Monday, June 21, 2010

La Fête des Pères

“Lolo, where does your dad live?”

“He lives in a land far, far, away called California.” I replied.

“Are you going to see him this weekend for Father’s Day?”

“I wish I could, but much to my surprise, being your nanny hasn’t yet afforded me the opportunity to invest in my own private jet to fly to California.”

“But don’t you think that all he really wants for Father’s Day is a big hug and kiss from you?”

“Julia, you are absolutely right. I’m sure that would be one of the best Father’s Day things I could do.”

So Dad, if you want to fly me back to California for the weekend to receive a hug and kiss from your only daughter, then I’m absolutely okay with it. ;) Until then….

Internet, meet my dad:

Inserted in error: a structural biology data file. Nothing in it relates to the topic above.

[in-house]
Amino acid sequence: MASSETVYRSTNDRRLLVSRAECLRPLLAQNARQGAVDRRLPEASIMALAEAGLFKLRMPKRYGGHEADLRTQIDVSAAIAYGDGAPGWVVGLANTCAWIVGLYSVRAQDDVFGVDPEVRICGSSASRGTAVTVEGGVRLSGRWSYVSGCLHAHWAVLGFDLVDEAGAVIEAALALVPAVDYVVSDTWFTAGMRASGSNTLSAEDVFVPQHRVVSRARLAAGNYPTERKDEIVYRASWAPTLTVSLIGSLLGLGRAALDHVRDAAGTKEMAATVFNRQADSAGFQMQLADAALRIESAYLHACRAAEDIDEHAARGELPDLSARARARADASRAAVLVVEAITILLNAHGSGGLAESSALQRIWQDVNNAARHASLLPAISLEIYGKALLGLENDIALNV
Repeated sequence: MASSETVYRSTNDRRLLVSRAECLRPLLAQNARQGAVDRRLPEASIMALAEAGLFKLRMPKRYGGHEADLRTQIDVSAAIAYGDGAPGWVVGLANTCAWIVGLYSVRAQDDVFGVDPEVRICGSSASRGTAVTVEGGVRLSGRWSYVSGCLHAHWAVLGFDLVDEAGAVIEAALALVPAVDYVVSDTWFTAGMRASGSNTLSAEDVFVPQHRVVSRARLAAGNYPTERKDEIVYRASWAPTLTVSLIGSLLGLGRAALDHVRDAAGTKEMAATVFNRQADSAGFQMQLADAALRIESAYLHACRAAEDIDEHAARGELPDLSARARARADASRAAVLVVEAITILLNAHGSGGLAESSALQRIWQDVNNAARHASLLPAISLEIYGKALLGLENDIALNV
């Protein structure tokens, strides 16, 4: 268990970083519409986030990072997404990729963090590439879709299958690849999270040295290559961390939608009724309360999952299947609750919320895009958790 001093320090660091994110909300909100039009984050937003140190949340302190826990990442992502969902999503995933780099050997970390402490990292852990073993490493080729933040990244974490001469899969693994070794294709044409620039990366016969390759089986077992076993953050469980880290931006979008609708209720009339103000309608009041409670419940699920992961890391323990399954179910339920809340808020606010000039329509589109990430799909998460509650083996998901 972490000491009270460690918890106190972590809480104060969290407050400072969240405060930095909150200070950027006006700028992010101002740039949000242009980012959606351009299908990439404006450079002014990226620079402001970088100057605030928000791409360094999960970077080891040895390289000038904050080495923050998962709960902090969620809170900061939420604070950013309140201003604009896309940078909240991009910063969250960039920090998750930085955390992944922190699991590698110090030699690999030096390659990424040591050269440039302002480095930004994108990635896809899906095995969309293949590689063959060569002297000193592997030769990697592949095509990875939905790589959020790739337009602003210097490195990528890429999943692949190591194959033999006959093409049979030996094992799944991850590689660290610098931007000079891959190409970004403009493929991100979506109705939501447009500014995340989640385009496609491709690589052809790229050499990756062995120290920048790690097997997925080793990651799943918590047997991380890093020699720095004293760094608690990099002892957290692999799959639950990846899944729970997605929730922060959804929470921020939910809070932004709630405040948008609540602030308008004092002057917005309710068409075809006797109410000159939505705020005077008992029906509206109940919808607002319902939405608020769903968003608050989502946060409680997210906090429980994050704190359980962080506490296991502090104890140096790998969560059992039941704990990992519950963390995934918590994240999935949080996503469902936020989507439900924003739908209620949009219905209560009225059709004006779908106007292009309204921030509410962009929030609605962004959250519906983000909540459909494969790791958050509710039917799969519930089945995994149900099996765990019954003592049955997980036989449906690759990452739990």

He’s Italian. He’s well-dressed. He cooks better than any restaurant I’ve ever been to and in true Italian fashion, he talks with his hands flailing about. He hasn’t been seen without a beard since the late 60’s and I’m fairly certain if he shaved it, I’d unknowingly walk right past him on the street. He loves his chocolate at 72%, his coffee iced, and his kids at his side. If given the opportunity, he would spend his days outside hiking, exploring, adventuring; while passing the night watching The Andy Griffith Show with my brother, myself and a brick of chocolate. He doesn’t lose his temper, he doesn’t raise his voice, and he doesn’t know how to use the turn signal in the car. But it’s okay because he trusts me; trusts me to drive his new car when I’m home, trusts that I’ll choose the right path, trusts that I’ll ask for his help when I need it.